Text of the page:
• Wouldn't describe Catton's prose as natural, but she's expert at details (environment and character), and great at suspense; the first half of the novel is a huge set-up and I have no idea where it is going. Each sub-chapter seems like a client retelling the events that brought him to 221B Baker Street to ask Holmes for help and resolution.
  • Like Highsmith's The Termor of Forgery I won't be disappointed if all the loose ends of this novel don't get tied. I like loose ends, ambiguity, and unresolved puzzles. 
  • Have no idea what the Zodiac has to do with anything, yet. 
  • New Zealand's west coast is laid out well and it is easy to orient oneself within the novel as the characters make their way north and south and up and down river.
  • Tried over the years to read the two big Wilkie Collins novels (Luminaries got compared to Collins when it came out) and never finished them. Prefer Luminaries.
  • Wish that jail was always spelled gaol.

29 June 2014

The Screwball Novel

Arts and Entertainments, the new Christopher Beha novel, is a fun quick read that goes down easy, a beach book if I've ever read one. Maybe beach books should be renamed lemonade books; I live on the beach two months of each year and the beach doesn't go down easy ever.

Arts and Entertainments is a screwball novel--lots of silliness, more smirking-humor than laugh-out-loud humor--and its plot involves a handful of immature adults who get mixed up in the world of reality television, and all the embarrassing asides that come with that enterprise. The plotting in Arts and Entertainments is large and tight and it is this novel's best feature, as the characters themselves are queued to the plot's parameters.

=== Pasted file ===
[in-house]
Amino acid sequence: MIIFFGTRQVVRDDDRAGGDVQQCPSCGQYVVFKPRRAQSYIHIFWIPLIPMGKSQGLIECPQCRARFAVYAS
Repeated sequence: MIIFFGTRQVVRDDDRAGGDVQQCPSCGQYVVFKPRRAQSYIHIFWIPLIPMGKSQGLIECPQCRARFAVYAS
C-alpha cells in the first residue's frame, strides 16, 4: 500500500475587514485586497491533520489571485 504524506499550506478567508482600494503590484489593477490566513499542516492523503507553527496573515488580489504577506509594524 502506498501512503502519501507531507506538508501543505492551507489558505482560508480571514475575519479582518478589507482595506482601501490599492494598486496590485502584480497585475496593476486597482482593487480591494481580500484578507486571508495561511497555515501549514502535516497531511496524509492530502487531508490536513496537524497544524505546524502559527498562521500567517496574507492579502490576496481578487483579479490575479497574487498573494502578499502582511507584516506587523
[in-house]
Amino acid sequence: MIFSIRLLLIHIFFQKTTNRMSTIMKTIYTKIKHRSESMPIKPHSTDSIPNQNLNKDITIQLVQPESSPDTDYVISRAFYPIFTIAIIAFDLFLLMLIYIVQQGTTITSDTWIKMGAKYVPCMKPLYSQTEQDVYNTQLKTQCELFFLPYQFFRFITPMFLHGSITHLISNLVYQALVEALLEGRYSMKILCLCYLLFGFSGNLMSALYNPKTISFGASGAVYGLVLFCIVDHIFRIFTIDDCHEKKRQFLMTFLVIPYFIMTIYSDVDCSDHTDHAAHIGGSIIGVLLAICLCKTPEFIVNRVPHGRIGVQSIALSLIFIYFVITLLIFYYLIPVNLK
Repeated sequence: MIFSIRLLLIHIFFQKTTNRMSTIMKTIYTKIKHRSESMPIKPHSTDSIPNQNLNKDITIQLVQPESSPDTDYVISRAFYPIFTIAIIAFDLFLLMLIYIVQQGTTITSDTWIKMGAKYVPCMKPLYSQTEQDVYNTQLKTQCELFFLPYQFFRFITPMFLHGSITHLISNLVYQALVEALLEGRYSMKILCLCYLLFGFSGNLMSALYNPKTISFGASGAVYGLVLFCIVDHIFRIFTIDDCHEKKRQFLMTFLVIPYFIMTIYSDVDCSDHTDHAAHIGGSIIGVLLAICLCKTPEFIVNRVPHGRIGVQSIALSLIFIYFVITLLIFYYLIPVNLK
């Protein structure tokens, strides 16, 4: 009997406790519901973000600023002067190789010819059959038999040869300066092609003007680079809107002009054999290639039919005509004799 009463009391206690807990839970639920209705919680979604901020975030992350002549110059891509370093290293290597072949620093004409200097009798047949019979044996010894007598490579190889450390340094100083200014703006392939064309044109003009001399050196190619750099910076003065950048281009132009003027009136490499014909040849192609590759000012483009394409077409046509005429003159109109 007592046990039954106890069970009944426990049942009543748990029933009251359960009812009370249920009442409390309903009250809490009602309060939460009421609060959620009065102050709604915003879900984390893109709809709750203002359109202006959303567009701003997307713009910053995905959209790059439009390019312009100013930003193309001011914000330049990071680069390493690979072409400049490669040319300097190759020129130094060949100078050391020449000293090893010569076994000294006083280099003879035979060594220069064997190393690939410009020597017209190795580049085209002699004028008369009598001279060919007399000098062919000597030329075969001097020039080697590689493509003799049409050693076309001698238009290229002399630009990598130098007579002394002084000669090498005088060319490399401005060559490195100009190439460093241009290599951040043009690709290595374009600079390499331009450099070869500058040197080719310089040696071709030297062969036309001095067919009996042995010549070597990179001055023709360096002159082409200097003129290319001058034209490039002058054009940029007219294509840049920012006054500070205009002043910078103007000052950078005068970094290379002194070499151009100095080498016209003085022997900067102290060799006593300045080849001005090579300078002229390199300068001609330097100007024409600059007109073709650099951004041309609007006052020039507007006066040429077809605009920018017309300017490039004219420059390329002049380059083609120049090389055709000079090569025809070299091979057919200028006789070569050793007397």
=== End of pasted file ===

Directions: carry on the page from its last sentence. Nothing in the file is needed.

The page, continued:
Eddie Hartley, the main character, is a handsome and dim protagonist who becomes a perpetual victim to outlandish circumstances. The supreme example of this sort of plotting is of course The Crying of Lot 49Arts and Entertainments falls short of that great unpredictable maze, but Eddie's pursuit is vital and urgent and necessary to him, and his decisions--seldom good, mostly awful--compel a reader to read on.

I wish it were nastier; there are scenes in Arts and Entertainments that begin to remind one of the The Day of the Locust, only they don't flourish, likely because they don't have Nat West's wit or viciousness. Moody, the producer of the reality within the reality, is a supposed demiurge, but he isn't drawn as robustly or as menacing as he ought to be. The female characters, mostly in supporting roles, are better realized.

Beha's new novel is written in passive prose and laden with contractions, fashioned into plain sentences of the short descriptive nature, and his writing of environments and surroundings is often antiseptic. But he has proved himself now with a novel that builds taut suspense, a challenge for contemporary novelists. And with two novels to his credit, hopefully he has realized his strongest talent, writing women. This was Henry James' and EM Forster's talent, and one hopes Beha exploits his gift in bolder directions.